You can be part of my next book, Because of the Kindle!


Join thousands of readers and try the free The Measured Circle magazine at Flipboard! 

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* I am linking to the same thing at the regular Amazon site, and at AmazonSmile. When you shop at AmazonSmile, half a percent of your purchase price on eligible items goes to a non-profit you choose. It will feel just like shopping at Amazon: you’ll be using your same account. The one thing for you that is different is that you pick a non-profit the first time you go (which you can change whenever you want)…and the good feeling you’ll get. :) Shop ’til you help! :) 

This post by Bufo Calvin originally appeared in the I Love My Kindle blog. To support this or other blogs/organizations, buy  Amazon Gift Cards from a link on the site, then use those to buy your items. There will be no cost to you, and a benefit to them.

BOPMadness final Oscar predictions (results will also appear here later)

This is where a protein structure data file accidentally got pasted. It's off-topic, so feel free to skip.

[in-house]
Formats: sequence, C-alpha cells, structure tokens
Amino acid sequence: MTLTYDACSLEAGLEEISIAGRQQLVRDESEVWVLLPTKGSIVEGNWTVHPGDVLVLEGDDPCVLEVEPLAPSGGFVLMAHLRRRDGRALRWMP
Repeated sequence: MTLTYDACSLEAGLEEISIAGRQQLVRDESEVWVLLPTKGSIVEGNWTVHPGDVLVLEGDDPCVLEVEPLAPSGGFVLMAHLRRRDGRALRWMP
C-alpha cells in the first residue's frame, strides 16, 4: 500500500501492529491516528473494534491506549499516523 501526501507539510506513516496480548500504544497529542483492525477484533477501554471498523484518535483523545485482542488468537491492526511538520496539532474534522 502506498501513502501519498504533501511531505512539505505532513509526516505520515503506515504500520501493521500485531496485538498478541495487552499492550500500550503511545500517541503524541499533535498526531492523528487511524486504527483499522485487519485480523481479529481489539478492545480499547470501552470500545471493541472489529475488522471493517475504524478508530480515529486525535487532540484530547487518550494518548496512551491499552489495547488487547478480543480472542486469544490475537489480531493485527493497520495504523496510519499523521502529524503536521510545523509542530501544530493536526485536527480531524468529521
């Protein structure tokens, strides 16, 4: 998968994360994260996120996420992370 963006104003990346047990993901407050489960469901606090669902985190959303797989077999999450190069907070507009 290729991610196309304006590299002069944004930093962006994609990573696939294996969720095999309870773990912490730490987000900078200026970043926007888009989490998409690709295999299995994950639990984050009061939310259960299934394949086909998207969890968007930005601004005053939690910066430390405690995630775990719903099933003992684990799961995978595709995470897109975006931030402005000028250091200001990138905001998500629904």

March 4, 2018

BOPMadness final Oscar predictions (results will also appear here later)

Here are our final predictions for tonight’s Oscars! Thanks to everyone who played!

Each player/team ranks each nominee in each category. That enables me to come up with the percentage chance that the group gave of each nominee winning. Note that the players are predicting, not saying what they would like to see win.

As has happened in the past, we have some ties in the predictions. Let’s say two of the nominees in the same 5-nominew category are tied for being the most likely. If one nominee had the highest total and it won, we’d get five points. However, if there are two, we’ll only get 4.5 points.

I’ll put the winners in here, and we can see how we did. ūüôā

Before it starts, though, I’ll note our surest bests and longest shots:

Surest bets (100% chance):

  • Lead Actor:¬†Gary Oldman in Darkest Hour
  • Lead Actress:¬†Frances McDormand in Three Billboards Outside Ebbing, Missouri
  • Supporting Actor:¬†Sam Rockwell in Three Billboards Outside Ebbing, Missouri
  • Directing:¬†Guillermo del Toro for The Shape of Water
  • Adapted Screenplay:¬†James Ivory for Call Me by Your Name
  • Makeup & Hairstyling:¬†Kazuhiro Tsuji, David Mainowski, Lucy Sibbick for Darkest Hour
  • Original Score:¬†Alexandre Desplat for The Shape of Water